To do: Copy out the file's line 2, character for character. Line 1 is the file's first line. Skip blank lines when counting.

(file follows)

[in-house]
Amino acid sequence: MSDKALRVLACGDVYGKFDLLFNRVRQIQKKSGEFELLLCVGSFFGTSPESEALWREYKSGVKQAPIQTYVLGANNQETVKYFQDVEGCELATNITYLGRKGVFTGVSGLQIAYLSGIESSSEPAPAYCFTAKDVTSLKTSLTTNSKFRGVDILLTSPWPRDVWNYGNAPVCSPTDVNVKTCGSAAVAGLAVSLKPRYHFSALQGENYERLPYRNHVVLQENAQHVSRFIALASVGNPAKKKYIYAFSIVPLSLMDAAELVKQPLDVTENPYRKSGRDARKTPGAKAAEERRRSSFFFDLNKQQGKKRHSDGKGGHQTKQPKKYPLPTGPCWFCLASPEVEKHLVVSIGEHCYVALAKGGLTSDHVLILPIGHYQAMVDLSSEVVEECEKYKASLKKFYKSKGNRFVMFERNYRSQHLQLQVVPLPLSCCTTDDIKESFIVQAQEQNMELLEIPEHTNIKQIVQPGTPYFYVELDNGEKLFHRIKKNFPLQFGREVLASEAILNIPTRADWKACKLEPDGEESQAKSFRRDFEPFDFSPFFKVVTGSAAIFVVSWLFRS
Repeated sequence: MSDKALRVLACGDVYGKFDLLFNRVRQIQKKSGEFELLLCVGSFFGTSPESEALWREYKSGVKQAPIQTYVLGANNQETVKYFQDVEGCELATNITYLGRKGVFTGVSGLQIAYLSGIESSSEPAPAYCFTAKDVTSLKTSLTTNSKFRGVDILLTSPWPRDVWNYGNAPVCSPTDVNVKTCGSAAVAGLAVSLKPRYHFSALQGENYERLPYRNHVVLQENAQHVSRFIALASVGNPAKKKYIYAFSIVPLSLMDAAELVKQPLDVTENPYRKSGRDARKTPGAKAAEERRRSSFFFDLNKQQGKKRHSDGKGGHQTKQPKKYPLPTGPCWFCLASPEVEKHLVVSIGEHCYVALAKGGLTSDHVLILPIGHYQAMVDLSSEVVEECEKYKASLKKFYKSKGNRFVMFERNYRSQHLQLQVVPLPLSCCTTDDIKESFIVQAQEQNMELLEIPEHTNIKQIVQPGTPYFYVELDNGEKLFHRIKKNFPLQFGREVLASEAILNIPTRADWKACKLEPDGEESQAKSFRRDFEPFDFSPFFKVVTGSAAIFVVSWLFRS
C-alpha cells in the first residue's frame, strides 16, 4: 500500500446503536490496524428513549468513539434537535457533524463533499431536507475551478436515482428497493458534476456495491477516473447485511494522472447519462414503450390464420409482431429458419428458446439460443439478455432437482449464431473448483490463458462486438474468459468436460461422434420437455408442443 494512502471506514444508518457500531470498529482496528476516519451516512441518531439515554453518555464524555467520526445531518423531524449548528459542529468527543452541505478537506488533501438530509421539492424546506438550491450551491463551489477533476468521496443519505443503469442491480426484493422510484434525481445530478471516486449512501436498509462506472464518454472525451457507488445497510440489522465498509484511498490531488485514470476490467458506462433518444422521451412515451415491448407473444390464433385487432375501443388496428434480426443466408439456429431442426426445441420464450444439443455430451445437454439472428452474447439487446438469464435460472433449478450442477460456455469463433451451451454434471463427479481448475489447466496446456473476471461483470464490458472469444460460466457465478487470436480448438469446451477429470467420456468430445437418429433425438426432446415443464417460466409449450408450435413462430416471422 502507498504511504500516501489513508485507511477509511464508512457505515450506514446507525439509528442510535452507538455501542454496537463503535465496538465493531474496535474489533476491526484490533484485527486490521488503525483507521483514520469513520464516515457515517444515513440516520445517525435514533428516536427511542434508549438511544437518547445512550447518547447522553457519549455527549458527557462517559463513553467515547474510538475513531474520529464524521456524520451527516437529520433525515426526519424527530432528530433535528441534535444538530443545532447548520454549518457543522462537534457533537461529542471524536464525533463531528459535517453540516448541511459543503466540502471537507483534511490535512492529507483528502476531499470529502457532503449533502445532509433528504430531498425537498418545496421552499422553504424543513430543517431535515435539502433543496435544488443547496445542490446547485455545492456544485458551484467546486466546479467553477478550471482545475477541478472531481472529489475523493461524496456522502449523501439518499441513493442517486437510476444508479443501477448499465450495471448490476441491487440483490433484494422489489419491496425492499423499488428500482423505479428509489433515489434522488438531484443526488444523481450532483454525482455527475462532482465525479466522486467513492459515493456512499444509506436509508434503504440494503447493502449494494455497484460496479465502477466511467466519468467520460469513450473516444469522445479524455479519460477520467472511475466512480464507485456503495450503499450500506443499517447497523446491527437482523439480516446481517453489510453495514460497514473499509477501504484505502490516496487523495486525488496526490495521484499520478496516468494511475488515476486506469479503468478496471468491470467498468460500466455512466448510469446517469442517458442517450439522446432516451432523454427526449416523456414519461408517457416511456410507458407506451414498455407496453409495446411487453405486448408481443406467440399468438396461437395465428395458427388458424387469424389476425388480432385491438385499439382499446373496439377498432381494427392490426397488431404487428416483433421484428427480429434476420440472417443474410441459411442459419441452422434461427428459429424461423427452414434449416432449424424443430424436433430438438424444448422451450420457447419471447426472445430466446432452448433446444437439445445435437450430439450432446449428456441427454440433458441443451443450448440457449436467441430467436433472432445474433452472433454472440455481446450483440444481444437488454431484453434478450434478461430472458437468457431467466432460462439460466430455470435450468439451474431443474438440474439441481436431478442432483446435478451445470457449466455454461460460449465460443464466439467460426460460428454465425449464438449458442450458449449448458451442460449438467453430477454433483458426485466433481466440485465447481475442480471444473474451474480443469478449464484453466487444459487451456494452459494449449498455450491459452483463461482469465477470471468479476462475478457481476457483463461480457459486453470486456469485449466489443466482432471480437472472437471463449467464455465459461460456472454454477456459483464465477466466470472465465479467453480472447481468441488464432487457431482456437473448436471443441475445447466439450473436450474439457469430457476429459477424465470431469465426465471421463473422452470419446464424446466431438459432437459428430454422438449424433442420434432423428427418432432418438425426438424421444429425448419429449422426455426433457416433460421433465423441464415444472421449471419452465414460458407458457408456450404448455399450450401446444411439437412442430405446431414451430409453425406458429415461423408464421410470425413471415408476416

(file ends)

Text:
Amino acid sequence: MSDKALRVLACGDVYGKFDLLFNRVRQIQKKSGEFELLLCVGSFFGTSPESEALWREYKSGVKQAPIQTYVLGANNQETVKYFQDVEGCELATNITYLGRKGVFTGVSGLQIAYLSGIESSSEPAPAYCFTAKDVTSLKTSLTTNSKFRGVDILLTSPWPRDVWNYGNAPVCSPTDVNVKTCGSAAVAGLAVSLKPRYHFSALQGENYERLPYRNHVVLQENAQHVSRFIALASVGNPAKKKYIYAFSIVPLSLMDAAELVKQPLDVTENPYRKSGRDARKTPGAKAAEERRRSSFFFDLNKQQGKKRHSDGKGGHQTKQPKKYPLPTGPCWFCLASPEVEKHLVVSIGEHCYVALAKGGLTSDHVLILPIGHYQAMVDLSSEVVEECEKYKASLKKFYKSKGNRFVMFERNYRSQHLQLQVVPLPLSCCTTDDIKESFIVQAQEQNMELLEIPEHTNIKQIVQPGTPYFYVELDNGEKLFHRIKKNFPLQFGREVLASEAILNIPTRADWKACKLEPDGEESQAKSFRRDFEPFDFSPFFKVVTGSAAIFVVSWLFRS